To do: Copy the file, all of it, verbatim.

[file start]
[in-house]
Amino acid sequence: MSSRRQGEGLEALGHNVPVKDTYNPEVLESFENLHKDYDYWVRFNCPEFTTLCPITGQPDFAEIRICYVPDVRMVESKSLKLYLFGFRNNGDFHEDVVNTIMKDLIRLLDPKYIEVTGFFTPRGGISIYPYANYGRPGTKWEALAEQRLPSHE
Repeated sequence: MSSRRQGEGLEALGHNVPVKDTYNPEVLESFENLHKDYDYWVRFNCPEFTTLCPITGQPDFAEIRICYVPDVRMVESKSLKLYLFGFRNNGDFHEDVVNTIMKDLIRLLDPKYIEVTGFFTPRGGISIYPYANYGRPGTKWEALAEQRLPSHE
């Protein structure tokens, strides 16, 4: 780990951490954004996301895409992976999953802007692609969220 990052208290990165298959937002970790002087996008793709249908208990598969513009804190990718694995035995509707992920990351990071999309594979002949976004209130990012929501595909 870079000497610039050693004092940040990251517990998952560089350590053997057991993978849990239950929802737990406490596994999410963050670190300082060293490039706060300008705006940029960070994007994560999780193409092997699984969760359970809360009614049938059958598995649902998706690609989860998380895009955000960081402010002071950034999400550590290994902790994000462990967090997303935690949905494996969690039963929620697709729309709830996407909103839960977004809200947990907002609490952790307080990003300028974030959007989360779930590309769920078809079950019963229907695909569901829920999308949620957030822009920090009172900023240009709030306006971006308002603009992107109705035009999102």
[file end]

[in-house]
Amino acid sequence: MSSRRQGEGLEALGHNVPVKDTYNPEVLESFENLHKDYDYWVRFNCPEFTTLCPITGQPDFAEIRICYVPDVRMVESKSLKLYLFGFRNNGDFHEDVVNTIMKDLIRLLDPKYIEVTGFFTPRGGISIYPYANYGRPGTKWEALAEQRLPSHE
Repeated sequence: MSSRRQGEGLEALGHNVPVKDTYNPEVLESFENLHKDYDYWVRFNCPEFTTLCPITGQPDFAEIRICYVPDVRMVESKSLKLYLFGFRNNGDFHEDVVNTIMKDLIRLLDPKYIEVTGFFTPRGGISIYPYANYGRPGTKWEALAEQRLPSHE
């Protein structure tokens, strides 16, 4: 780990951490954004996301895409992976999953802007692609969220 990052208290990165298959937002970790002087996008793709249908208990598969513009804190990718694995035995509707992920990351990071999309594979002949976004209130990012929501595909 870079000497610039050693004092940040990251517990998952560089350590053997057991993978849990239950929802737990406490596994999410963050670190300082060293490039706060300008705006940029960070994007994560999780193409092997699984969760359970809360009614049938059958598995649902998706690609989860998380895009955000960081402010002071950034999400550590290994902790994000462990967090997303935690949905494996969690039963929620697709729309709830996407909103839960977004809200947990907002609490952790307080990003300028974030959007989360779930590309769920078809079950019963229907695909569901829920999308949620957030822009920090009172900023240009709030306006971006308002603009992107109705035009999102």